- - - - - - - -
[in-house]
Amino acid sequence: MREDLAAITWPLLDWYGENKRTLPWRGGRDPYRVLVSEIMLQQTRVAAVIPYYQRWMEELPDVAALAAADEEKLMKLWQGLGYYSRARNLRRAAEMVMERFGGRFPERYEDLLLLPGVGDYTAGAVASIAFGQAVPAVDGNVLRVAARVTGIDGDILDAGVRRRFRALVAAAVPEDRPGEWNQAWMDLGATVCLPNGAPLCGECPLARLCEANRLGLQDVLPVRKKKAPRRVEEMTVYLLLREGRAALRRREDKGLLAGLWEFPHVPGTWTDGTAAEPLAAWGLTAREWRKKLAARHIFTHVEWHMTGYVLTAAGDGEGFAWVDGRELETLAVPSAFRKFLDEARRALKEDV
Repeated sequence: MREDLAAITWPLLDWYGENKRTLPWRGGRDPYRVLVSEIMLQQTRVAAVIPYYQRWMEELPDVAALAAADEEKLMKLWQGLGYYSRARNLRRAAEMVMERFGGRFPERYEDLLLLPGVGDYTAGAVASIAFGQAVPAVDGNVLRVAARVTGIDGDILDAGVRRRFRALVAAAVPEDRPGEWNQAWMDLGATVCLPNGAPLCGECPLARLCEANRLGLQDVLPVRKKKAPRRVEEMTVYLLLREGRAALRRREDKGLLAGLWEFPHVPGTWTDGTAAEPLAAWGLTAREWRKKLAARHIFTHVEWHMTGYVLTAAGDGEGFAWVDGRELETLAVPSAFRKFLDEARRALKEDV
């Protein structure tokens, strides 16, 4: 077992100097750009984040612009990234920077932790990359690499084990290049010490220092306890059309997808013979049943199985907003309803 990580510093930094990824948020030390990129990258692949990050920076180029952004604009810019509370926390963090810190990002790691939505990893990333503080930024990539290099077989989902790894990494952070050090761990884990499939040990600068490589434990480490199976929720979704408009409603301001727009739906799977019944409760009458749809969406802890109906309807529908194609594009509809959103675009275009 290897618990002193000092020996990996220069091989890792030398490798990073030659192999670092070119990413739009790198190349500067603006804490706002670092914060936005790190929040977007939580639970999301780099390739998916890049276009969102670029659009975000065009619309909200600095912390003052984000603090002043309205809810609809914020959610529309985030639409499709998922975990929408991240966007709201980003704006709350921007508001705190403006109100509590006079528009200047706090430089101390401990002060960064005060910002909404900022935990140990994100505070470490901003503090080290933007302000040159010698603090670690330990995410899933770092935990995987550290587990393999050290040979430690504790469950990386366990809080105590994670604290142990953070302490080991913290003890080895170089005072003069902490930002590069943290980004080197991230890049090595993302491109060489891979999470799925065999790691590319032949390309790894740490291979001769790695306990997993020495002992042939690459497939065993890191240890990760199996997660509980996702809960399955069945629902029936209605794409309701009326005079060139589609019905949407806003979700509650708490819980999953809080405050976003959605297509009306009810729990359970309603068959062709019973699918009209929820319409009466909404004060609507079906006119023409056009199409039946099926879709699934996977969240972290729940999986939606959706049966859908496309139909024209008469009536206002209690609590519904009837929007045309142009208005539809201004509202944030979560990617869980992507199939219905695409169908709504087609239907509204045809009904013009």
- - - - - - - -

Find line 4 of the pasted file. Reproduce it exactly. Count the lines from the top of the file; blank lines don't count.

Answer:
């Protein structure tokens, strides 16, 4: 077992100097750009984040612009990234920077932790990359690499084990290049010490220092306890059309997808013979049943199985907003309803 990580510093930094990824948020030390990129990258692949990050920076180029952004604009810019509370926390963090810190990002790691939505990893990333503080930024990539290099077989989902790894990494952070050090761990884990499939040990600068490589434990480490199976929720979704408009409603301001727009739906799977019944409760009458749809969406802890109906309807529908194609594009509809959103675009275009 290897618990002193000092020996990996220069091989890792030398490798990073030659192999670092070119990413739009790198190349500067603006804490706002670092914060936005790190929040977007939580639970999301780099390739998916890049276009969102670029659009975000065009619309909200600095912390003052984000603090002043309205809810609809914020959610529309985030639409499709998922975990929408991240966007709201980003704006709350921007508001705190403006109100509590006079528009200047706090430089101390401990002060960064005060910002909404900022935990140990994100505070470490901003503090080290933007302000040159010698603090670690330990995410899933770092935990995987550290587990393999050290040979430690504790469950990386366990809080105590994670604290142990953070302490080991913290003890080895170089005072003069902490930002590069943290980004080197991230890049090595993302491109060489891979999470799925065999790691590319032949390309790894740490291979001769790695306990997993020495002992042939690459497939065993890191240890990760199996997660509980996702809960399955069945629902029936209605794409309701009326005079060139589609019905949407806003979700509650708490819980999953809080405050976003959605297509009306009810729990359970309603068959062709019973699918009209929820319409009466909404004060609507079906006119023409056009199409039946099926879709699934996977969240972290729940999986939606959706049966859908496309139909024209008469009536206002209690609590519904009837929007045309142009208005539809201004509202944030979560990617869980992507199939219905695409169908709504087609239907509204045809009904013009």